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Jul 07

Kate Gardner

ISO 14001:2015 Final Draft is published


The Final Draft International Standard (FDIS) of ISO 14001:2015 has now been published. This is the final stage in the revision journey and organisations can be confident that the information contained in the FDIS will be in line with the final version of the Standard which is expected in September 2015.

As the world’s first and most-widely adopted international standard for environmental management systems, ISO 14001 has helped over 300,000 organisations improve their environmental performance.

The standard has been revised to ensure that ISO 14001 continues to serve organisations and maintain its relevance in today’s marketplace. The redraft comes from the input of 40 experts from 25 countries and will not only address changes in environmental practice, but also enable the environmental management system to be future proof.

This new standard seeks to address the 11 concerns identified through the ISO “Future Challenges Environmental Management Systems” study, which focused on users expectations for the revisions of ISO 14001. Recommendations included improving environmental performance and increasing the uptake of environmental management systems in small organisations. An additional focus has also been placed on environmental impacts on the supply chain, particularly taking the ‘life cycle perspective’, which refers to the typical stages of a product life cycle, all of which will grow in importance as businesses expand.

Looking closely at these steps will help to maintain transparency and protect the environmental health of the supply chain. Some of the key changes include:

  • A new high level structure (HLD) – featuring terms, definitions, headings and text common to all management system standards, allowing easy integration when implementing multiple management systems.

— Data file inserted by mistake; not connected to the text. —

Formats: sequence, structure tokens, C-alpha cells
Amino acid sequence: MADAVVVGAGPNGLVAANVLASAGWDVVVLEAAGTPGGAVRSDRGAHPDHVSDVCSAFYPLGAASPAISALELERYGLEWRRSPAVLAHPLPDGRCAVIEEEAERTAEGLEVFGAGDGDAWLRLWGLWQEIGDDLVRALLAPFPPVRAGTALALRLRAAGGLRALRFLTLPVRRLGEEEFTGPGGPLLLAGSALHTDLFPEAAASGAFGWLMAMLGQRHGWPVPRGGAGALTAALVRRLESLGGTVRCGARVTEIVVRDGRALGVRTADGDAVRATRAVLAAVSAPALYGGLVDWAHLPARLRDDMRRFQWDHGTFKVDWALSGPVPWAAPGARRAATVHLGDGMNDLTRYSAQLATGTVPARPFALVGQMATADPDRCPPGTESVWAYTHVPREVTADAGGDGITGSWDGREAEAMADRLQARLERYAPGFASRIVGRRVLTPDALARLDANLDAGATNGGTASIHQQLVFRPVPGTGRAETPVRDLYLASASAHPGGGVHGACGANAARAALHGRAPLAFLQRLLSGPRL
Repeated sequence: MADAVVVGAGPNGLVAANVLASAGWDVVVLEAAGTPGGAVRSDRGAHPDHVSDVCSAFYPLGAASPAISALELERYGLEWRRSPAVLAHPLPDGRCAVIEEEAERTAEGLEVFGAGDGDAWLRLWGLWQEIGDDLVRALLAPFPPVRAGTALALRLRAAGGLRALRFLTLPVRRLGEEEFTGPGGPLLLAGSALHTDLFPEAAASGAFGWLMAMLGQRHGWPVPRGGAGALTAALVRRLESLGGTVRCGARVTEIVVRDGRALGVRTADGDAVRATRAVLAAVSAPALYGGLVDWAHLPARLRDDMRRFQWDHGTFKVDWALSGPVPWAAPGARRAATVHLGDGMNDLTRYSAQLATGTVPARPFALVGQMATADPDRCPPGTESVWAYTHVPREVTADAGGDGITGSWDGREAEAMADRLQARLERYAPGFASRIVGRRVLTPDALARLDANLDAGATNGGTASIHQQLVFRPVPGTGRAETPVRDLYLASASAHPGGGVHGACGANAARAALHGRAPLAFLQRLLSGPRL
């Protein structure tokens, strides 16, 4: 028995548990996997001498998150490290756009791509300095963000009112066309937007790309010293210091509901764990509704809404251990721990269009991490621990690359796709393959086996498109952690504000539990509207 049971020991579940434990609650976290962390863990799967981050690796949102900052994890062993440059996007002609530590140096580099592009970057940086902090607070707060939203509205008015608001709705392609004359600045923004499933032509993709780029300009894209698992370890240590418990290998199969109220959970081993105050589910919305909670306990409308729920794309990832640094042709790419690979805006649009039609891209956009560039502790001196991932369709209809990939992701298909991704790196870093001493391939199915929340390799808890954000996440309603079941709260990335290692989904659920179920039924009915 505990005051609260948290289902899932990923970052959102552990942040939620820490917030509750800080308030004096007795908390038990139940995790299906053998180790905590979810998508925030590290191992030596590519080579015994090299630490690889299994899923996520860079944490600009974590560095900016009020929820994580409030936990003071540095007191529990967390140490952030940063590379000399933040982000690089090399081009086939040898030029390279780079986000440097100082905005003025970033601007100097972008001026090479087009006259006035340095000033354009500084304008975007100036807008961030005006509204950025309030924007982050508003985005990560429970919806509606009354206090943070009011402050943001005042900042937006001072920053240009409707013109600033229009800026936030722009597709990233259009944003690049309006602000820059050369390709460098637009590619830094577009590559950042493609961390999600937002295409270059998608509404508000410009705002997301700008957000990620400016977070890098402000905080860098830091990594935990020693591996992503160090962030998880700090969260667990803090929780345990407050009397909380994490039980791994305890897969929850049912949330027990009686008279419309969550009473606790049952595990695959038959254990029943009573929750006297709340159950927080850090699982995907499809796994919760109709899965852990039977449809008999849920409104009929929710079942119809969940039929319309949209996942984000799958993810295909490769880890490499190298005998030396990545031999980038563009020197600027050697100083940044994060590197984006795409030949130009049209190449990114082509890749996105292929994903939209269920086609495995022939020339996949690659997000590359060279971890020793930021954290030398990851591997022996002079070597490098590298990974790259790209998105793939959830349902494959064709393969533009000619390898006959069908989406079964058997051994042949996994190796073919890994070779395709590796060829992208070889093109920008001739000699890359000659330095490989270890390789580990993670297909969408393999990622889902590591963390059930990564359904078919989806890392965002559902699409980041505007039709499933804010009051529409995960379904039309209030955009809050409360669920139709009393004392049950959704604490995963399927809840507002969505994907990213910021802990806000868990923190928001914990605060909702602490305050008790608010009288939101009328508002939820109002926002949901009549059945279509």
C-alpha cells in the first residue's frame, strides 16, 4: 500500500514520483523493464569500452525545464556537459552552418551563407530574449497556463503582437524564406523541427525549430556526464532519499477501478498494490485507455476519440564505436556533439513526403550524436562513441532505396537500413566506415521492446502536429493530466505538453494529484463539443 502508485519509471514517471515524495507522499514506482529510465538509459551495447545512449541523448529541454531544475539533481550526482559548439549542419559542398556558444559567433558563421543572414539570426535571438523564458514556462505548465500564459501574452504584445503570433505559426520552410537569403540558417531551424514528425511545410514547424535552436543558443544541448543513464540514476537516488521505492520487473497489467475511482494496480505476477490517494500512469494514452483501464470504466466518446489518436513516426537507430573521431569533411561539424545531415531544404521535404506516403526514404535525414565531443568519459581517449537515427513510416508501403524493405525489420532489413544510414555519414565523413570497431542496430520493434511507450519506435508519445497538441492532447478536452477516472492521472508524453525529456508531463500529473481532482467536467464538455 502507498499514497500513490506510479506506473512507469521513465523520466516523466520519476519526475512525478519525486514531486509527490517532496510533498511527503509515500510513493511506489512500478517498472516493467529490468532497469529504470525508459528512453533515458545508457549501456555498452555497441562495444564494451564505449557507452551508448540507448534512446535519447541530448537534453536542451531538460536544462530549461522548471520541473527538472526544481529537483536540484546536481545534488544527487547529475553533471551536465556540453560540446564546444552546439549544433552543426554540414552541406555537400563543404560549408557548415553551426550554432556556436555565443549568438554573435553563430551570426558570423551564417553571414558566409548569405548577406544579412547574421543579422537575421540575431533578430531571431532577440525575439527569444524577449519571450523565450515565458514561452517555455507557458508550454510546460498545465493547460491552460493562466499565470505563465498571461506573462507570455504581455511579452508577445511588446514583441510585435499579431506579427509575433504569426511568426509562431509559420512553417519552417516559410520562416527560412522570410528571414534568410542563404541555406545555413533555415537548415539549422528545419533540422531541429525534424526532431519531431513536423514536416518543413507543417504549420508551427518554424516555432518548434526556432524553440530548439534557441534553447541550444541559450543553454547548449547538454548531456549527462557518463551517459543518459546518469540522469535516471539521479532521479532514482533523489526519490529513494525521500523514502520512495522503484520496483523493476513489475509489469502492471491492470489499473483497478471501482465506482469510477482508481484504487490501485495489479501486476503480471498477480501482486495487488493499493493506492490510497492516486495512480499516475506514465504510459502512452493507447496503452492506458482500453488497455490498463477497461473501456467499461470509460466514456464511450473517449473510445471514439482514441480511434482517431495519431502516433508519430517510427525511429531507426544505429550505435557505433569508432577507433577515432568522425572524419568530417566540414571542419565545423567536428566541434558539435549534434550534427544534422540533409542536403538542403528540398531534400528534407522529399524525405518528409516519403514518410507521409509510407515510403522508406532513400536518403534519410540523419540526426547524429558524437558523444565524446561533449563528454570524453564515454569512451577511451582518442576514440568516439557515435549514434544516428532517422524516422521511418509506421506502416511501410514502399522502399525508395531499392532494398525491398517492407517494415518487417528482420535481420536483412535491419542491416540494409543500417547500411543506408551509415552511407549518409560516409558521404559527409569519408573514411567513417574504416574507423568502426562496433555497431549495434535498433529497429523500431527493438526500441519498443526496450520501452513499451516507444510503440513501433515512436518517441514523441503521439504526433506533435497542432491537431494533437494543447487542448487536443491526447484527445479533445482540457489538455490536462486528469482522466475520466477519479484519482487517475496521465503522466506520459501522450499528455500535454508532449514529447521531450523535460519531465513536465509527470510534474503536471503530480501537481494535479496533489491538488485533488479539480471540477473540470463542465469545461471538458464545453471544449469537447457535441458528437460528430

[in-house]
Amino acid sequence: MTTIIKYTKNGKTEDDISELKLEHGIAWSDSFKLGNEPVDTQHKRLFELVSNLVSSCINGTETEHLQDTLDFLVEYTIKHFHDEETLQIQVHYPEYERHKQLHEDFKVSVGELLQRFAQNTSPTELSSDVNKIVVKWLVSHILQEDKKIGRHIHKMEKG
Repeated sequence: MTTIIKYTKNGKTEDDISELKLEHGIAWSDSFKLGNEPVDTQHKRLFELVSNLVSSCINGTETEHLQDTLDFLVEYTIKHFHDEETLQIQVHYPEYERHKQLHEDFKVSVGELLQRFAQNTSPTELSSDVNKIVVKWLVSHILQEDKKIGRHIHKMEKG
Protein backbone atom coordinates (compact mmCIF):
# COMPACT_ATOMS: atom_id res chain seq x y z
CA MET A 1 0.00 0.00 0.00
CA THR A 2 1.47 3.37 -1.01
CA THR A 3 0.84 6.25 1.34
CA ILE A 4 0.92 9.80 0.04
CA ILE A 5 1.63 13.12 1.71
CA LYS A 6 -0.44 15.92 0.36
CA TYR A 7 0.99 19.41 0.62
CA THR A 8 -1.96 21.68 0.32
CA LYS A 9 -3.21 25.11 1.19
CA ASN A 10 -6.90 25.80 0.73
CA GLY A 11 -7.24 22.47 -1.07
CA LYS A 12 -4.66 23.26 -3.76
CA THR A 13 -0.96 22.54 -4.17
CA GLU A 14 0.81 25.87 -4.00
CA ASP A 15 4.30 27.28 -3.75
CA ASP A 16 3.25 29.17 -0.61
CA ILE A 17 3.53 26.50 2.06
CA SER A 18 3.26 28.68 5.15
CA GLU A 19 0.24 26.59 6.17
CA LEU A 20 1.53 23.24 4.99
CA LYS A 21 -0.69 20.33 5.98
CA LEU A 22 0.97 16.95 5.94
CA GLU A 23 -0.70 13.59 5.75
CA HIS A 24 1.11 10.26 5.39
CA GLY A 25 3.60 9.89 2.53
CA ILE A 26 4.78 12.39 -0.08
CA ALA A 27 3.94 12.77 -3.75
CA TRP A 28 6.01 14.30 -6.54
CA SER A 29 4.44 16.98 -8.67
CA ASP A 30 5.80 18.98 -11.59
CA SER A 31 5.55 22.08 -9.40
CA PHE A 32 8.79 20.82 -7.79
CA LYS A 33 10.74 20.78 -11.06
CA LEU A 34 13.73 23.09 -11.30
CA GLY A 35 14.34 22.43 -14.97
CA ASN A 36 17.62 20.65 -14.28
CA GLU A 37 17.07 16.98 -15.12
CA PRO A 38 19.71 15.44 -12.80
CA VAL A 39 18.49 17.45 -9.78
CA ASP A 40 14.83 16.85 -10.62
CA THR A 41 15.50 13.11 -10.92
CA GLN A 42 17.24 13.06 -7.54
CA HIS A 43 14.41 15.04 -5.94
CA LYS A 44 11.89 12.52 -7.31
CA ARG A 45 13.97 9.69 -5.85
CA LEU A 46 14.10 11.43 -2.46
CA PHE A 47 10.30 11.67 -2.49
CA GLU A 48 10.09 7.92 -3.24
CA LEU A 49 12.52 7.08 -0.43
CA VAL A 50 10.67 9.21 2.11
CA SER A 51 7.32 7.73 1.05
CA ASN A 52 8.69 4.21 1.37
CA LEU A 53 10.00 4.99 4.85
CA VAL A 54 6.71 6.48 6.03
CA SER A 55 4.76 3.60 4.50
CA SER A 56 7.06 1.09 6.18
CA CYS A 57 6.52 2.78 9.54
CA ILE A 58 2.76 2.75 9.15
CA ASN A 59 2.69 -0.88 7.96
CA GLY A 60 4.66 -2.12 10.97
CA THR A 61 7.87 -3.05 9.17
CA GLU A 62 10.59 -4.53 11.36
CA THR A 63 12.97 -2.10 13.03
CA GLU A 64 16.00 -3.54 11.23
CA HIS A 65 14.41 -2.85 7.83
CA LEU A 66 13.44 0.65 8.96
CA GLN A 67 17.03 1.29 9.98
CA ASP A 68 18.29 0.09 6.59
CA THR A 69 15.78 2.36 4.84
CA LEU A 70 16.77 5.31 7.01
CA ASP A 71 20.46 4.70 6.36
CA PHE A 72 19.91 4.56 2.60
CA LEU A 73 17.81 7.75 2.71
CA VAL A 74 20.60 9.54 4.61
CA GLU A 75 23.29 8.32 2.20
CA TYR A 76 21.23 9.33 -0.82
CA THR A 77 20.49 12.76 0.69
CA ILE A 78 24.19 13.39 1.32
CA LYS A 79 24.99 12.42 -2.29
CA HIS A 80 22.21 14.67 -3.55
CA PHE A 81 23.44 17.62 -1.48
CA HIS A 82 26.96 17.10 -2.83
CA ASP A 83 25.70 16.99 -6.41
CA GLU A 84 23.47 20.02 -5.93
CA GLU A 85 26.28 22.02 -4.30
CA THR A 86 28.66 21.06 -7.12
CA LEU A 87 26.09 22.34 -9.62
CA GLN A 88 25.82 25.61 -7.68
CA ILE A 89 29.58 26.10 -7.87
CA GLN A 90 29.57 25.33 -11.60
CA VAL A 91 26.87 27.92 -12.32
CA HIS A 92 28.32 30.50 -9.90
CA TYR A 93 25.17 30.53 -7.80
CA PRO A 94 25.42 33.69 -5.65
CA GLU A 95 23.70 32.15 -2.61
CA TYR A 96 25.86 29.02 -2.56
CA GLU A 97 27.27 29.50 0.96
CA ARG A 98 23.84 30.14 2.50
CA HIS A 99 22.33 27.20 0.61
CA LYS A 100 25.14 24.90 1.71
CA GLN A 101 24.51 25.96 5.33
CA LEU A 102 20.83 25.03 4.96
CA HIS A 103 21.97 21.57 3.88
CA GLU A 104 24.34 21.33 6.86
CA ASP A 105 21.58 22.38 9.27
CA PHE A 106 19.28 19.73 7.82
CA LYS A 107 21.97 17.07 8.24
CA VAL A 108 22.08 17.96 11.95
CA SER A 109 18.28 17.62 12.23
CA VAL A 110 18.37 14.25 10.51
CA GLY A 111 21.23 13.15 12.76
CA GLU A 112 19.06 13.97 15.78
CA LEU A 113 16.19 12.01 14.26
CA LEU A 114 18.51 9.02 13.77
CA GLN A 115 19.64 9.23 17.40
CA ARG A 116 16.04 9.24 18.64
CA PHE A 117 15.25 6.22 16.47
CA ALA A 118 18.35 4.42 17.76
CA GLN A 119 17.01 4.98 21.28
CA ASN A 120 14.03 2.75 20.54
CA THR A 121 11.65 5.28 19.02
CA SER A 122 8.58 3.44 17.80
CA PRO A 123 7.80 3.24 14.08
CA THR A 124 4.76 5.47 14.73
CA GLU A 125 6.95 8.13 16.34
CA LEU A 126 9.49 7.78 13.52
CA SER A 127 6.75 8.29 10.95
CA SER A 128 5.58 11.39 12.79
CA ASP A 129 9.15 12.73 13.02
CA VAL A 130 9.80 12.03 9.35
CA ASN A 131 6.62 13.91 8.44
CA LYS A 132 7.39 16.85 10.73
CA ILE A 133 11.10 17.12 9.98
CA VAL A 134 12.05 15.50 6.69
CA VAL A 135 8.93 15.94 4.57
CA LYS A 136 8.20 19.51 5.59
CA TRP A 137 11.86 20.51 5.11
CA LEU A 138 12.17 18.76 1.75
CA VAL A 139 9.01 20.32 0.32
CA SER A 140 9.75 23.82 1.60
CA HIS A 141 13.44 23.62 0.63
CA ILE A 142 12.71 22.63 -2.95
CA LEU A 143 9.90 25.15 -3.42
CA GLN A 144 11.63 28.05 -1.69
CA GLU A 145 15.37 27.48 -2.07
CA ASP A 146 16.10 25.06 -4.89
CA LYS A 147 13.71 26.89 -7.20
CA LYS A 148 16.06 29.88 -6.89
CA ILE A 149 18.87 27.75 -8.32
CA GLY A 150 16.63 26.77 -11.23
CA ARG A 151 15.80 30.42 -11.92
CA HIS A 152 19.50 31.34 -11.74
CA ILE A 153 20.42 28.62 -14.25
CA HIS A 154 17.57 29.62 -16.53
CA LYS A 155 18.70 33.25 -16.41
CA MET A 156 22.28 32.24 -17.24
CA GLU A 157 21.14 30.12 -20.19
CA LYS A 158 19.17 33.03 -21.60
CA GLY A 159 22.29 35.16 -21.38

• Increased emphasis on the role that top management have in ensuring the environmental management system is integrated into business processes and environmental performance.
  • Consideration of the risks the organisation faces (for example, the price volatility of raw materials), as well as the opportunities these risks present (greater resource efficiency).
  • Focus placed on the context of the organisation, helping businesses better understand their impact on the environment but, as importantly, the impact the environmental concerns (such as climate change) have on them.

Commenting, Marc Barnes, Managing Director, BSI Group ANZ, said:

“ISO 14001 puts environmental management at the heart of organisations’ operations enabling them to meet environmental requirements, improve efficiency and environmental performance. It is designed to help businesses remain commercially successful without compromising their environmental responsibilities. It provides a framework for organisations to develop whilst reducing the environmental impact of this growth, enabling users to reduce waste, save energy, increase innovation and improve corporate reputation among investors, customers and the public.

“ISO 14001 will enable organisations to stay abreast of the changes in the environmental management arena, ensuring that they are at the crest of the information curve.”

Writing for edie on the changes to ISO 14001, Martin Baxter, Chief Policy Advisor for the Institute of Environmental Management and Assessment (IEMA) said:

“The revision to 14001 needs to be considered in a broad economic and environmental context - particularly as the new standard will in all probability be around until the mid-2020s.

“The economic issues are pretty straightforward - ISO 14001 has to help organisations cut costs, improve productivity, capitalise on business opportunities, maintain and enhance brand and reputation, and reduce business risks.

“However, the environmental context is changing, as is the way the businesses view the way that the environment impacts on their ability to create long-term value.”

Baxter added:

“The proposed changes are significant, and will require a much broader application of environmental management throughout the organisation, integrating environmental management into core business processes.”

Next Steps

International Workplace has recently launched a brand new course aimed at individuals that are responsible for implementing or maintaining an environmental management system based on ISO 14001. Making the Transition to ISO 14001:2015 will provide an overview of the new requirements of ISO 14001:2015 to enable learners to evaluate and implement changes and improve their organisation’s environmental management system.

To find out more about the new course, please download the course programme or feel free to give us a call on +44 (0) 871 777 8881 to discuss further.

Kate Gardner

Health and Safety Trainer at International Workplace

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